Monday, September 26, 2011

Reasons Why "Blowing My Cartridge" Is Merely A Dirty Joke

It's a practice that gamers were taught since the days of the Atari 2600, and it became quite the prevalent act during the "Nintendo vs. Sega" days of the gaming industry. It was a habit that rose from necessity, primarily the need for one's cartridges to work on a consistent basis. It was also a practice that I later learned was a quick fix that led to the early demise of some very unlucky game cartridges.

The practice of blowing into a video game cartridge was so commonplace that it was widely accepted as the go to method for cleaning games by many gamers. it was so well received that I would buy the canned air computer cleaner spray sold at Radio Shack to clean my cartridges. I learned, however from multiple sources that the moisture and particles contained in a person's mouth could typically settle on a cartridges, which would eventually lead to those contacts tarnishing the same way old silverware and copper does. that tarnish could actually rub off the cartridge and severely damage the connections in a console, which is why so many folks have NES consoles that won't play any cartridges.

Another widely held myth (and one that I followed myself in my childhood) was that rubbing alcohol could work as a cleaner. The most obvious response to this is that it doesn't work, and it could do serious damage to your cartridges to your cartridges. I mean, the waring label on the back of the cartridges says do not clean with alcohol.

You may be wondering what your options are, and they are actually quite plentiful. one option is to use a non bleach or ammonia based all purpose cleaner to swab out cartridges. It is generally non abrasive and the contacts are cleaned without doing irreparable damage to them. Another I recently learned of is the eraser method. You'd need to open the cartridge, take a clean pencil eraser, and gently brush the cartridge contacts. This method makes me a bit nervous, since there something basically scraping the contacts of a game cartridge that in some cases cannot be easily replaced. One other unlicensed method of cleaning cartridges involves using a clean cloth or paper towel and polishing them with a small amount of Brasso. the trouble with this one is that there is no information on whether the metal polish would harm the non metallic portions of the cart if it got on them.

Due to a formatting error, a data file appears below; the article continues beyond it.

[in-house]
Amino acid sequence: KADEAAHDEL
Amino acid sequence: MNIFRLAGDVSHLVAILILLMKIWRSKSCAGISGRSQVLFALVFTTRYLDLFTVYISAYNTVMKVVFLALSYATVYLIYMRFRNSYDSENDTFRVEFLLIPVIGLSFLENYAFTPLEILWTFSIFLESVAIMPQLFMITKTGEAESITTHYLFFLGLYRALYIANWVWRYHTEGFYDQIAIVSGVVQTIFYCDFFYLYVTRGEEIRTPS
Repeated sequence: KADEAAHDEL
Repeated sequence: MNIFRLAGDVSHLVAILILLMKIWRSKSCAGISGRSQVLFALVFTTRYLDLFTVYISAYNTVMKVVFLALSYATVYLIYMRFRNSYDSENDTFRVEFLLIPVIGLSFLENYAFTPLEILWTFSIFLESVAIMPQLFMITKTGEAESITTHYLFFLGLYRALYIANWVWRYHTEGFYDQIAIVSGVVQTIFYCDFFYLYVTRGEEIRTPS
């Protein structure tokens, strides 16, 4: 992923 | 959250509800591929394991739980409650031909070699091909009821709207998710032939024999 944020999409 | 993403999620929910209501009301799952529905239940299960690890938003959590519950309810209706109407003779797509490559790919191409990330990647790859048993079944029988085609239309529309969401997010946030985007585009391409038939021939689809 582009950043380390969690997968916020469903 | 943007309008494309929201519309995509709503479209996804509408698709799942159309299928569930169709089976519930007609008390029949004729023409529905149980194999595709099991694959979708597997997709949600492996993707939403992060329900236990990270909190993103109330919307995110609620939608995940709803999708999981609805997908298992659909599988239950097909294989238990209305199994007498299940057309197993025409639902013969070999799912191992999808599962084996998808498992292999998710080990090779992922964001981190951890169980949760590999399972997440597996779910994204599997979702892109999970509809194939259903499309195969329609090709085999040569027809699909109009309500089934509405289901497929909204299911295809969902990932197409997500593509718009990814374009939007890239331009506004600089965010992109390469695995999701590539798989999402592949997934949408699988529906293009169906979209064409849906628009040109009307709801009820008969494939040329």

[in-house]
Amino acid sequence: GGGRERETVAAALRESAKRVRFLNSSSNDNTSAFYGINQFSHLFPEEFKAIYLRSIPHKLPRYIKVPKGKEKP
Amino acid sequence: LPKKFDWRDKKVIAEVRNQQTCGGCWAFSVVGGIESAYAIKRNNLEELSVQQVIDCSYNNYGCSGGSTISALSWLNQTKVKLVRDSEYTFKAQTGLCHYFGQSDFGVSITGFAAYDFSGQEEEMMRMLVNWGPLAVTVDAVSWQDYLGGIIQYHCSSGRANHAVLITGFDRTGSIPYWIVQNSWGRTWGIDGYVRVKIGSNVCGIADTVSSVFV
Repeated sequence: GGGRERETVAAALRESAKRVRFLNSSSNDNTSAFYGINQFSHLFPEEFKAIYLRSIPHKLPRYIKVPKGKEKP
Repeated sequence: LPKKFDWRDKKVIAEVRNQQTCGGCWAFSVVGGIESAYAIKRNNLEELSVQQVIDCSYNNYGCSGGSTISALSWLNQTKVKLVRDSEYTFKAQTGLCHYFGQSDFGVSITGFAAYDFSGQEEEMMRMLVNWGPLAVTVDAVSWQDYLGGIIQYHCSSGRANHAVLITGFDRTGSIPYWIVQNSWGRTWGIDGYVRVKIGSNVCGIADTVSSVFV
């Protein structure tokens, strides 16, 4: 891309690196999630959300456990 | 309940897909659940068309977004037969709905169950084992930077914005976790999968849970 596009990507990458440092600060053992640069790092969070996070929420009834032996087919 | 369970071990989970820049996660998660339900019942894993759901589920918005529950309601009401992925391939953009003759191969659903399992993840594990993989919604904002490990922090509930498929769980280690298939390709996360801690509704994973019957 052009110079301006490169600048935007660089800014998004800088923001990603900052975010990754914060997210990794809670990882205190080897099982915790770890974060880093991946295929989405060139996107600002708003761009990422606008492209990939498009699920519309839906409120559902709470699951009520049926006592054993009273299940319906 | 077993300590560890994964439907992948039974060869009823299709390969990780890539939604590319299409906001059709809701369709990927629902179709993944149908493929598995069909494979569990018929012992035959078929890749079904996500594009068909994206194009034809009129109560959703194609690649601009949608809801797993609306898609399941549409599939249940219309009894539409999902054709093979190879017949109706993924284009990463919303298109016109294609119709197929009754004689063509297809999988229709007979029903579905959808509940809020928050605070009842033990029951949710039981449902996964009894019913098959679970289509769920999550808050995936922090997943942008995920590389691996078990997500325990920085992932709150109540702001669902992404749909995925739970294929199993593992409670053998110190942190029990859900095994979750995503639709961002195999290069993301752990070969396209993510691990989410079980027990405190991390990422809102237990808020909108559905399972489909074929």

Several companies released cleaning kits for cartridge based consoles in the 80s and 90s, but that resource isn't as plentiful as it once was. Unopened cleaning kits, especially officially licensed ones, fetch some pretty steep numbers among the collecting community, but since the cleaning solution included in these kits was pretty much a tiny bottle of 409, all you need is a few cotton swabs to complete the kit.

Also, in the event that you have properly cleaned your cartridges and your NES still doesn't play them, there may be an issue with the 72 pin connector that allows the NES to play the games. Thankfully, this is an easy fix and can be replaced with another connector. They're typically sold on Ebay and Amazon for somewhere between $3 and $5. once replaced, pretty much every game from that console should work on an NES with a new 72 pin connector.

Remember kids: Don't blow in your does harm than good.

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